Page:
Could you please verify if yours or theirs is correct?
The info is my article is taken from Les Brown's book on building pyramids. The fig. in the article is scanned directly from his book. I'm quite sure that Les Brown would not put the wrong diagram in a book devoted to building a pyramid like the Giza pyramid. After all, Les Brown BUILT his pyramid based on the info presented in his book and got the results with mummification and accelerated plant growth etc., using his dimensions and drawings.
The guy who is telling others (Keith Wilson -right) that the diagram is "wrong," is wrong himself. He's making assumptions without having carefully read the article or more importantly, read the Les Brown book (which I embedded as a free download link in the article). His comments are disparaging and derisive towards me and my silly, "woo woo" article. My "geometry" isn't any better than my "logic" apparently:
". If the height of the triangular faces (measured along the face, perpendicular to the base) is sqrt2/2, or .707 more or less, then the height of the pyramid is 1/2 the dimension of the edge of the base, the angle between the base and the side faces is 45 degrees, the angle between the triangular faces is 120 degrees, and the bevel angel is 60 degrees. This is what that woo-woo web page describes. Their geometry isn't any better than their logic on other subjects. "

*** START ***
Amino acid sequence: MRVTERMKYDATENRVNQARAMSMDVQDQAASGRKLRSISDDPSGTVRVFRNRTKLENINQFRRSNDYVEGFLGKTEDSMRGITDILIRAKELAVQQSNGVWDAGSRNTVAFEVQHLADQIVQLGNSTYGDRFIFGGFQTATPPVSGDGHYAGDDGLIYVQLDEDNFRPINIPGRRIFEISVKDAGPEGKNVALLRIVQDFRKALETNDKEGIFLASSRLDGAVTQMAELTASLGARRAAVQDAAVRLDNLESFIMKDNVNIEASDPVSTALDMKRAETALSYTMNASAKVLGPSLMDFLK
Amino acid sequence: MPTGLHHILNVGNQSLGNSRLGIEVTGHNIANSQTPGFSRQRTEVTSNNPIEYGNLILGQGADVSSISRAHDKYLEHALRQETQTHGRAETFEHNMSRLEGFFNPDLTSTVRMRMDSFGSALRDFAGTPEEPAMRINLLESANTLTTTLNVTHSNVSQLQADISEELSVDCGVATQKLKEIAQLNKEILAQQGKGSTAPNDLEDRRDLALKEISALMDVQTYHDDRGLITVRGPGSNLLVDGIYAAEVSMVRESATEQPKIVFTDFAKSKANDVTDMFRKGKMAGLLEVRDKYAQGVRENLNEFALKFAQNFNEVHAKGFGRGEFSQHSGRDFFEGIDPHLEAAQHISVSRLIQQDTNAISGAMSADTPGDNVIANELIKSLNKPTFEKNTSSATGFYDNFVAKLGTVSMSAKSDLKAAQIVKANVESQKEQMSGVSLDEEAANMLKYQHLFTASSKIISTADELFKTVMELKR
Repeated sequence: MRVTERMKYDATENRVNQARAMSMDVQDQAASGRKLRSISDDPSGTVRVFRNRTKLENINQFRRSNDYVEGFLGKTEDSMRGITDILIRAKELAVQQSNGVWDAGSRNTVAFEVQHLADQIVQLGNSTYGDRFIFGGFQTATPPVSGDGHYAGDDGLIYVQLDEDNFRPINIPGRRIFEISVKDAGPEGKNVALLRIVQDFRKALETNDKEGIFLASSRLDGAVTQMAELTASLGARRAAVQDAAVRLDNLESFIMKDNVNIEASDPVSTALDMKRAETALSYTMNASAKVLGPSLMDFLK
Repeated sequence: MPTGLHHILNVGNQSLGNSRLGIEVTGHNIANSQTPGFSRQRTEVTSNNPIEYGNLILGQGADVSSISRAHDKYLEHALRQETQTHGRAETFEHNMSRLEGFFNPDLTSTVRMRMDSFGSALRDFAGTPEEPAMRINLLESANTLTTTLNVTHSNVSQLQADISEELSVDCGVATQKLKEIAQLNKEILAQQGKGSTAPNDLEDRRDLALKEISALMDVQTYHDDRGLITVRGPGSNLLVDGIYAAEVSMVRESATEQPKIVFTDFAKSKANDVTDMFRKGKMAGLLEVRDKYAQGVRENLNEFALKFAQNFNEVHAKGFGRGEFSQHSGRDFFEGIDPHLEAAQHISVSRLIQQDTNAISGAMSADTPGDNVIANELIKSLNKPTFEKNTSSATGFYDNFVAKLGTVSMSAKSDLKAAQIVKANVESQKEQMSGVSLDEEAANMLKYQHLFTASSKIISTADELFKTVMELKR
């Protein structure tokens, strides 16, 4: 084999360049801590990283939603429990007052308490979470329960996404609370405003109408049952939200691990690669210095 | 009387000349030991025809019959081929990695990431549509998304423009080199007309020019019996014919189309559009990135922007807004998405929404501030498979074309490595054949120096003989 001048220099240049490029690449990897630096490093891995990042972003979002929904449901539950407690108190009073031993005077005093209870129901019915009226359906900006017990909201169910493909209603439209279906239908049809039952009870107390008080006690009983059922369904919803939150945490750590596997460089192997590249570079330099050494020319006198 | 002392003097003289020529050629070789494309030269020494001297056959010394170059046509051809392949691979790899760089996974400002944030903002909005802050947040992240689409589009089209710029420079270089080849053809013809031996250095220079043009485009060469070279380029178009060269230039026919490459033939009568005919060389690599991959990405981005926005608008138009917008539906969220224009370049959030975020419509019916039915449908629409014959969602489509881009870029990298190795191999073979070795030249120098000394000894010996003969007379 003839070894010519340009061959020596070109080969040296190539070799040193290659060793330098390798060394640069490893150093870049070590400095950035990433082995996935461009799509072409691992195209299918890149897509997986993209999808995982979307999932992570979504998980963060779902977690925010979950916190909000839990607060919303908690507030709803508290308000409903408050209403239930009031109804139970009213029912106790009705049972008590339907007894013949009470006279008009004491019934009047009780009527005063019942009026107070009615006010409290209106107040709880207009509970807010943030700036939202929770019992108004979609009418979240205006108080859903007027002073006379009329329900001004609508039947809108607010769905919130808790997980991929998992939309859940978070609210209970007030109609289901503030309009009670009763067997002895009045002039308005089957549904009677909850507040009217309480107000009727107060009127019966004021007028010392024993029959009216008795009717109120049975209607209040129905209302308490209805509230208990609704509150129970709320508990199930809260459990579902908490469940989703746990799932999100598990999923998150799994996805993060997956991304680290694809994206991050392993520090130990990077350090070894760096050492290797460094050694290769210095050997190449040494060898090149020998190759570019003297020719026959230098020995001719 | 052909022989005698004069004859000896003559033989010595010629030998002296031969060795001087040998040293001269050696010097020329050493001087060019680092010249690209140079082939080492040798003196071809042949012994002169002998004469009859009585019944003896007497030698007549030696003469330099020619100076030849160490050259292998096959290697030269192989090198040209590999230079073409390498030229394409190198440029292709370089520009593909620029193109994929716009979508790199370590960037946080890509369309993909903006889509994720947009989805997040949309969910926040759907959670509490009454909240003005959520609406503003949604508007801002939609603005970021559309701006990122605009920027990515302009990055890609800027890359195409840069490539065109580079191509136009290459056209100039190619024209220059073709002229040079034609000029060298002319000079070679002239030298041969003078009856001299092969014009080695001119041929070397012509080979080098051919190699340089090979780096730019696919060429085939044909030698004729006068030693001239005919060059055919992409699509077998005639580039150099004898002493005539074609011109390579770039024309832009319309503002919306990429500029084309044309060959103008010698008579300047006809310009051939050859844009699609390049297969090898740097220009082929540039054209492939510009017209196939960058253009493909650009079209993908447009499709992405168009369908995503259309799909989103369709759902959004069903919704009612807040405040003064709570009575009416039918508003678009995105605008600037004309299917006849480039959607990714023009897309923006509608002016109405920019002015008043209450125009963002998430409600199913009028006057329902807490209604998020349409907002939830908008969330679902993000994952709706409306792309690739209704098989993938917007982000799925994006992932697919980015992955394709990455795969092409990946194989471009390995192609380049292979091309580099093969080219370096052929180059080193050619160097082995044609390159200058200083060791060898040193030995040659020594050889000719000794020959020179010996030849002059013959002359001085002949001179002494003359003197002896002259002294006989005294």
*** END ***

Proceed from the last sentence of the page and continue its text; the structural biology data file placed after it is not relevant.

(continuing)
I read the link over quickly and will study the pages more closely to be sure, but I think I know where they are going off. Keith Wilson, who said in #244 that my posted diagram is wrong, doesn't realize that the "diagonal" line and the "apotherm" line, which is the height from the center line of the sloping side face to its apex, is the SAME length. The top of the pyramid is sloping INWARD from the base. This changes the angle of the slope when measured in 3D. If the apotherm height is as according to the Les Brown diagram, and as shown in my article, then you will get the correct angle of 51 degrees, 51 minutes and 14 seconds from a plumb line running from the apex down to the center point of the pyramid's footprint.
A couple of years ago, I got a phone call from an architect who was hired to build the pyramid and he made the same presumptive error as Keith Wilson has made concerning the correct understanding of the definition of "apotherm."
It's always a mistake to assume that some self-assured hotshot, who's the local genius on a hobbyist CAD forum, is going to know more about building pyramids than the guy who wrote the book and produced the described results.
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